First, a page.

New hope for physically challenged

2017-02-22 06:01
Some of the work being done at the Abercare Protective Employment Work centre.PHOTO:supplied

Some of the work being done at the Abercare Protective Employment Work centre.PHOTO:supplied

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THE Pietermaritzburg branch of the Association for the Physically Challenged is giving new hope to physically challenged persons who cannot work in the open labour market by offering them employment.

The branch is running the Abercare Protective Employment Work centre which offers experience and skills for people with physical disabilities.

Speaking to the Maritzburg Echo about the project, Social Work manager Diane Singh said that many people with disabilities who could not complete their schooling for different reasons have a hard time securing employment.

“We have sheltered employment for people with disabilities who cannot function in the open labour market because, perhaps, they are slower with one only hand or they’ve suffered a stroke and have limited use of an arm or a leg.

“Although there is legislation that says at least two percent of the work force should be people with disabilities, all companies, and even government departments, don’t keep to that. They only consider people with “mild” disabilities.”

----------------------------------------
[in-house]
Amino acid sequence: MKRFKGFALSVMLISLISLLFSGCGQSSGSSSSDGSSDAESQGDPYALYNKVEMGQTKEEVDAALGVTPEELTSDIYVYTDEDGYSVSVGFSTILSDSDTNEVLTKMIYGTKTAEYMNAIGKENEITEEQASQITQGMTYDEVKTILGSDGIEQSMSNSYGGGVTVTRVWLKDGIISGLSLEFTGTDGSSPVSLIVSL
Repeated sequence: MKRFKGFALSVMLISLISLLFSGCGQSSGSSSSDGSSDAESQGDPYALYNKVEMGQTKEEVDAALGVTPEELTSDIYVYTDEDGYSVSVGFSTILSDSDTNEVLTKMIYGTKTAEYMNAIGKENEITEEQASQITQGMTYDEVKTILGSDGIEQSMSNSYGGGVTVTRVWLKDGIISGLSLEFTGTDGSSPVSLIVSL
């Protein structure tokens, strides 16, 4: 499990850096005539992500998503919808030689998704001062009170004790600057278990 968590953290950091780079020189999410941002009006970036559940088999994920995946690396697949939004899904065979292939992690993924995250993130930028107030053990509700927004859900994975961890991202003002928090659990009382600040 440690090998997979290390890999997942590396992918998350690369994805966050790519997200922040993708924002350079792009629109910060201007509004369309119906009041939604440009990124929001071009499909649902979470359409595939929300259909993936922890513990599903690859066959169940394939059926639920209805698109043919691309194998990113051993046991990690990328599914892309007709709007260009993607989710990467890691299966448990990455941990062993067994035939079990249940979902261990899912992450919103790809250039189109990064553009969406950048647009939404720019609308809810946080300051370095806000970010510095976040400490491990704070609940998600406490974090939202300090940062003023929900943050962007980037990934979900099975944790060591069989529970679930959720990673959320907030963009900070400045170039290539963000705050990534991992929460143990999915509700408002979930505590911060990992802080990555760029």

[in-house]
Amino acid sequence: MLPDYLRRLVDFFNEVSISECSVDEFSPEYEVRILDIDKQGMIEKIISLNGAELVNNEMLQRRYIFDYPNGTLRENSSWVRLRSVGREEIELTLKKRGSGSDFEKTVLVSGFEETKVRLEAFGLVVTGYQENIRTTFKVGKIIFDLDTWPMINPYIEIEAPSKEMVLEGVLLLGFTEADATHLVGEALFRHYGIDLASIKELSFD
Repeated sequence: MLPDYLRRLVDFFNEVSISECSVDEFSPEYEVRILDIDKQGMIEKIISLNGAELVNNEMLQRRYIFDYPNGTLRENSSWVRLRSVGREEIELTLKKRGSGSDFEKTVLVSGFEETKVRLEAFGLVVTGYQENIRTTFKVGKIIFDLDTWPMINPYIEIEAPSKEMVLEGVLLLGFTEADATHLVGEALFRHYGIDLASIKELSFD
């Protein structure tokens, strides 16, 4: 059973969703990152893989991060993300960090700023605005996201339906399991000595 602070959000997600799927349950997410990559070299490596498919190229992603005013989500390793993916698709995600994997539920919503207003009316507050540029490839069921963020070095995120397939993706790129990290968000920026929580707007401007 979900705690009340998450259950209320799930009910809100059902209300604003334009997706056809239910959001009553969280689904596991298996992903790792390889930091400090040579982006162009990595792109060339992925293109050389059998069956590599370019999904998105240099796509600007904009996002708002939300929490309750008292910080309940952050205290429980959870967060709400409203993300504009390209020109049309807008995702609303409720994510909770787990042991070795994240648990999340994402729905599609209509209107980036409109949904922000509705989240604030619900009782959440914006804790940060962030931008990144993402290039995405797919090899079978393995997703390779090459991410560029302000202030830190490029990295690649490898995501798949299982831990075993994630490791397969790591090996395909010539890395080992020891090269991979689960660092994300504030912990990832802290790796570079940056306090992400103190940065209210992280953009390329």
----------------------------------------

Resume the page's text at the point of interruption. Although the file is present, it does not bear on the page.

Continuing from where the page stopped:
Singh said the significance of empowering the disabled unemployed is a vital need in society.

“It’s quite difficult for people who are moderately disabled to find employment. The other issue around employment for people with disabilities is that many of them could not complete schooling. Unfortunately our schooling system is a challenge. Usually special needs schools are far away from where the person lives, families are reluctant to send their children to boarding facilities or there is no boarding facility and families have to pay large amounts to transport their children.”

She said the results of that is adults in their 20s and 40s whose level of education is minimal. Singh said the association has contracts from various companies and the clients who join the workshops do simple tasks and get paid a minimal amount for it.

“Transport is provided for some clients depending on the area and the workshops are from Monday to Friday.”

There is a screening process for clients wishing to apply. They must have a medical certificate from a doctor confirming the type of disability they have. The workshops accommodate a total of 50 to 60 people between the ages of 18 to 59.

Singh said the idea behind opening the centre was for physically disabled people to get used to the work environment and then move to being self-employed or find another job.

For more information the association can be contacted on 033 342 2768.

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